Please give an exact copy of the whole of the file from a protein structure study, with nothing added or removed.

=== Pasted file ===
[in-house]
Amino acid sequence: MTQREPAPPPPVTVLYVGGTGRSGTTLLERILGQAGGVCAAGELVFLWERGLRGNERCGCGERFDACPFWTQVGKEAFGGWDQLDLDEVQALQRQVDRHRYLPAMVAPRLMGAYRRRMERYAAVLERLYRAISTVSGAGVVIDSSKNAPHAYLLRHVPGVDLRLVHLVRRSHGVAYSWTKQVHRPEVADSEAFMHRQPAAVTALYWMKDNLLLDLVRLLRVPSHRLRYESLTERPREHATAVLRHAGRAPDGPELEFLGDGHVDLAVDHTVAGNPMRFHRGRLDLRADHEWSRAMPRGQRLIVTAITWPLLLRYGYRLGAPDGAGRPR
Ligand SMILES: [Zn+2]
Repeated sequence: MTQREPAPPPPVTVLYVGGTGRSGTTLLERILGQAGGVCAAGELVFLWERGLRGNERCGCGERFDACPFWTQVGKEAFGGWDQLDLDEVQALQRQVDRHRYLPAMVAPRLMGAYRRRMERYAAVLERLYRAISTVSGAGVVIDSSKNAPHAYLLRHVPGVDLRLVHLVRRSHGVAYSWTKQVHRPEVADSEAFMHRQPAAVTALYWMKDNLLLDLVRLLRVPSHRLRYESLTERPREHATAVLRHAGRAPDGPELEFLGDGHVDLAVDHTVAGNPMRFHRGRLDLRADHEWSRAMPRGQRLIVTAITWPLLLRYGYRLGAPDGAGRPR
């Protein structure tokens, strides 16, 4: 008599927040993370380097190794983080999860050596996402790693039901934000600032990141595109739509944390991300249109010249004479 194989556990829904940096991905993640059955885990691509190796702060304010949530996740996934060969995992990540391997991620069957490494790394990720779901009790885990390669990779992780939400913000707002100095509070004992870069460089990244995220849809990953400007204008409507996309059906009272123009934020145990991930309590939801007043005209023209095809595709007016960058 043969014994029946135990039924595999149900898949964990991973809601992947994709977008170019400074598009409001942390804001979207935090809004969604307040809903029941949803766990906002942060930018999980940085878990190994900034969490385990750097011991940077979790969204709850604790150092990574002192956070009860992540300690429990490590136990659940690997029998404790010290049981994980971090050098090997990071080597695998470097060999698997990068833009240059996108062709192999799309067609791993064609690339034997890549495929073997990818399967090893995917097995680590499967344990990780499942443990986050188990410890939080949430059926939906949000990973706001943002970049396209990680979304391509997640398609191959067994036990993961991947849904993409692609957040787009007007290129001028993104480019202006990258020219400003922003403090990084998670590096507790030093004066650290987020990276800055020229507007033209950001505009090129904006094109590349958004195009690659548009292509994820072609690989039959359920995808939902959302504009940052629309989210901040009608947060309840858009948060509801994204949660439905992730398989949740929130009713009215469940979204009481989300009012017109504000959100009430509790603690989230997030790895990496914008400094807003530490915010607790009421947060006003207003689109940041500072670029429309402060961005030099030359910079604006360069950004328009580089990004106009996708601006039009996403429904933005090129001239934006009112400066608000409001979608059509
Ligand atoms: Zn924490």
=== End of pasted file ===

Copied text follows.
[in-house]
Amino acid sequence: MTQREPAPPPPVTVLYVGGTGRSGTTLLERILGQAGGVCAAGELVFLWERGLRGNERCGCGERFDACPFWTQVGKEAFGGWDQLDLDEVQALQRQVDRHRYLPAMVAPRLMGAYRRRMERYAAVLERLYRAISTVSGAGVVIDSSKNAPHAYLLRHVPGVDLRLVHLVRRSHGVAYSWTKQVHRPEVADSEAFMHRQPAAVTALYWMKDNLLLDLVRLLRVPSHRLRYESLTERPREHATAVLRHAGRAPDGPELEFLGDGHVDLAVDHTVAGNPMRFHRGRLDLRADHEWSRAMPRGQRLIVTAITWPLLLRYGYRLGAPDGAGRPR
Ligand SMILES: [Zn+2]
Repeated sequence: MTQREPAPPPPVTVLYVGGTGRSGTTLLERILGQAGGVCAAGELVFLWERGLRGNERCGCGERFDACPFWTQVGKEAFGGWDQLDLDEVQALQRQVDRHRYLPAMVAPRLMGAYRRRMERYAAVLERLYRAISTVSGAGVVIDSSKNAPHAYLLRHVPGVDLRLVHLVRRSHGVAYSWTKQVHRPEVADSEAFMHRQPAAVTALYWMKDNLLLDLVRLLRVPSHRLRYESLTERPREHATAVLRHAGRAPDGPELEFLGDGHVDLAVDHTVAGNPMRFHRGRLDLRADHEWSRAMPRGQRLIVTAITWPLLLRYGYRLGAPDGAGRPR
């Protein structure tokens, strides 16, 4: 008599927040993370380097190794983080999860050596996402790693039901934000600032990141595109739509944390991300249109010249004479 194989556990829904940096991905993640059955885990691509190796702060304010949530996740996934060969995992990540391997991620069957490494790394990720779901009790885990390669990779992780939400913000707002100095509070004992870069460089990244995220849809990953400007204008409507996309059906009272123009934020145990991930309590939801007043005209023209095809595709007016960058 043969014994029946135990039924595999149900898949964990991973809601992947994709977008170019400074598009409001942390804001979207935090809004969604307040809903029941949803766990906002942060930018999980940085878990190994900034969490385990750097011991940077979790969204709850604790150092990574002192956070009860992540300690429990490590136990659940690997029998404790010290049981994980971090050098090997990071080597695998470097060999698997990068833009240059996108062709192999799309067609791993064609690339034997890549495929073997990818399967090893995917097995680590499967344990990780499942443990986050188990410890939080949430059926939906949000990973706001943002970049396209990680979304391509997640398609191959067994036990993961991947849904993409692609957040787009007007290129001028993104480019202006990258020219400003922003403090990084998670590096507790030093004066650290987020990276800055020229507007033209950001505009090129904006094109590349958004195009690659548009292509994820072609690989039959359920995808939902959302504009940052629309989210901040009608947060309840858009948060509801994204949660439905992730398989949740929130009713009215469940979204009481989300009012017109504000959100009430509790603690989230997030790895990496914008400094807003530490915010607790009421947060006003207003689109940041500072670029429309402060961005030099030359910079604006360069950004328009580089990004106009996708601006039009996403429904933005090129001239934006009112400066608000409001979608059509
Ligand atoms: Zn924490």